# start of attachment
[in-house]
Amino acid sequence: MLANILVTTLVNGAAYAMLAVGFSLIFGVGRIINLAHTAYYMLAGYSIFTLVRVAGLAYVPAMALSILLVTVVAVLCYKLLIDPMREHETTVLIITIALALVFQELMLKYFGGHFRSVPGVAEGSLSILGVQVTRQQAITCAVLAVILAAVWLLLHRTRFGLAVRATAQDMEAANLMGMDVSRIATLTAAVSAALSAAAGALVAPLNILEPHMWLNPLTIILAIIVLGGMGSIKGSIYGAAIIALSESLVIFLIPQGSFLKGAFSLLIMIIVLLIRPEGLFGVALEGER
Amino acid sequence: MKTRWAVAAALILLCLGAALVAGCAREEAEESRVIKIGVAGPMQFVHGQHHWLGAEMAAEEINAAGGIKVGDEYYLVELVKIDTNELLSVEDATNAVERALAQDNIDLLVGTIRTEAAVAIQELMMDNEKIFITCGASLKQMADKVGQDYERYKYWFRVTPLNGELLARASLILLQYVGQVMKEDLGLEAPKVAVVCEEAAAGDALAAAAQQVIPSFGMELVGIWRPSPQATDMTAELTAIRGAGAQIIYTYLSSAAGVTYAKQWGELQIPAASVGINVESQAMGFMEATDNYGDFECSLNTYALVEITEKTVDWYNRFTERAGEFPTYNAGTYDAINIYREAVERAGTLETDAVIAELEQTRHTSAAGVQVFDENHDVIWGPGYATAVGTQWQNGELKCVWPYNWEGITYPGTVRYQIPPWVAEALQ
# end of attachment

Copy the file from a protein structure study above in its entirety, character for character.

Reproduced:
[in-house]
Amino acid sequence: MLANILVTTLVNGAAYAMLAVGFSLIFGVGRIINLAHTAYYMLAGYSIFTLVRVAGLAYVPAMALSILLVTVVAVLCYKLLIDPMREHETTVLIITIALALVFQELMLKYFGGHFRSVPGVAEGSLSILGVQVTRQQAITCAVLAVILAAVWLLLHRTRFGLAVRATAQDMEAANLMGMDVSRIATLTAAVSAALSAAAGALVAPLNILEPHMWLNPLTIILAIIVLGGMGSIKGSIYGAAIIALSESLVIFLIPQGSFLKGAFSLLIMIIVLLIRPEGLFGVALEGER
Amino acid sequence: MKTRWAVAAALILLCLGAALVAGCAREEAEESRVIKIGVAGPMQFVHGQHHWLGAEMAAEEINAAGGIKVGDEYYLVELVKIDTNELLSVEDATNAVERALAQDNIDLLVGTIRTEAAVAIQELMMDNEKIFITCGASLKQMADKVGQDYERYKYWFRVTPLNGELLARASLILLQYVGQVMKEDLGLEAPKVAVVCEEAAAGDALAAAAQQVIPSFGMELVGIWRPSPQATDMTAELTAIRGAGAQIIYTYLSSAAGVTYAKQWGELQIPAASVGINVESQAMGFMEATDNYGDFECSLNTYALVEITEKTVDWYNRFTERAGEFPTYNAGTYDAINIYREAVERAGTLETDAVIAELEQTRHTSAAGVQVFDENHDVIWGPGYATAVGTQWQNGELKCVWPYNWEGITYPGTVRYQIPPWVAEALQ